First Grade Read Aloud Banquet



Songs for September

Dickory Dock



London Bridge



Puss at Court



Ye Frog's Wooing




The Months

January brings the snow,

Makes our feet and fingers glow.


February brings the rain,

Thaws the frozen lake again.


March brings breezes loud and shrill,

Tp stir the dancing daffodil.


April brings the primrose sweet,

Scatters daises at our feet.


May brings flocks of pretty lambs,

Skipping by their fleecy damns.


June brings tulips, lilies, roses,

Fills the children's hands with posies.


Hot July brings cooling showers,

Apricots and gillyflowers.


August brings the sheaves of corn,

Then the harvest home is borne.


Warm September brings the fruit,

Sportsmen then begin to shoot.


Fresh October brings the pheasent,

Then to gather nuts is pleasent.


Dull November brings the blast,

Then the leaves are whirling fast.


Chill December brings the sleet,

Blazing fire, and Christmas treat.


  Monday Tuesday Wednesday Thursday Friday Saturday Sunday
Week 37 The Guardian of the Gates from The Wonderful Wizard of Oz by L. Frank Baum Daniel Webster and His Brother from Stories of Great Americans for Little Americans by Edward Eggleston Apple Seeds from Seed-Babies by Margaret Warner Morley Mr. Vinegar from Fairy Tales Too Good To Miss—Around the Fire by Lisa M. Ripperton Alexander the Great from On the Shores of the Great Sea by M. B. Synge The Mexican Twins from The Mexican Twins by Lucy Fitch Perkins
San Ramon's Day in the Morning from The Mexican Twins by Lucy Fitch Perkins
The Scapegoat in the Wilderness from Hurlbut's Story of the Bible by Jesse Lyman Hurlbut
Blow, Wind, Blow, Anonymous
Before Tea by A. A. Milne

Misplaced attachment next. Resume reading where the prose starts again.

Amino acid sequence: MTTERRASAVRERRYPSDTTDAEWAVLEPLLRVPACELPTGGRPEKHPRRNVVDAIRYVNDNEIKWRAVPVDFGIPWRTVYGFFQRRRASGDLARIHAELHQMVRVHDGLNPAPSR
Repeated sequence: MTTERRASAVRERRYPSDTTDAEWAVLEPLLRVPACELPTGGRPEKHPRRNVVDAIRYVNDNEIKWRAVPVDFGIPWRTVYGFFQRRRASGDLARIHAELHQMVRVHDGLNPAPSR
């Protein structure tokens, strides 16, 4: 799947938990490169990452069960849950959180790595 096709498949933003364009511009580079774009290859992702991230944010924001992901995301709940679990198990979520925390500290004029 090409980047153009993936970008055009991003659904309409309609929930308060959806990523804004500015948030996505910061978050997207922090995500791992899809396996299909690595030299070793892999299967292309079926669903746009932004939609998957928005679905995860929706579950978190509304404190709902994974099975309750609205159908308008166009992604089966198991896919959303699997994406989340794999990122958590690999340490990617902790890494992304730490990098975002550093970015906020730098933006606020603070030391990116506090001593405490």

The Rainbow Fairies by Lizzie M. Hadley
The Little Land by Robert Louis Stevenson Can't by Christina Georgina Rossetti The Moon's the North Wind's Cooky by Vachel Lindsay How Many Seconds in a Minute? by Christina Georgina Rossetti
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The Aesop for Children  by Milo Winter

The Fox and the Goat

A Fox fell into a well, and though it was not very deep, he found that he could not get out again. After he had been in the well a long time, a thirsty Goat came by. The Goat thought the Fox had gone down to drink, and so he asked if the water was good.


[Illustration]

"The finest in the whole country," said the crafty Fox, "jump in and try it. There is more than enough for both of us."

The thirsty Goat immediately jumped in and began to drink. The Fox just as quickly jumped on the Goat's back and leaped from the tip of the Goat's horns out of the well.

The foolish Goat now saw what a plight he had got into, and begged the Fox to help him out. But the Fox was already on his way to the woods.

"If you had as much sense as you have beard, old fellow," he said as he ran, "you would have been more cautious about finding a way to get out again before you jumped in."

Look before you leap.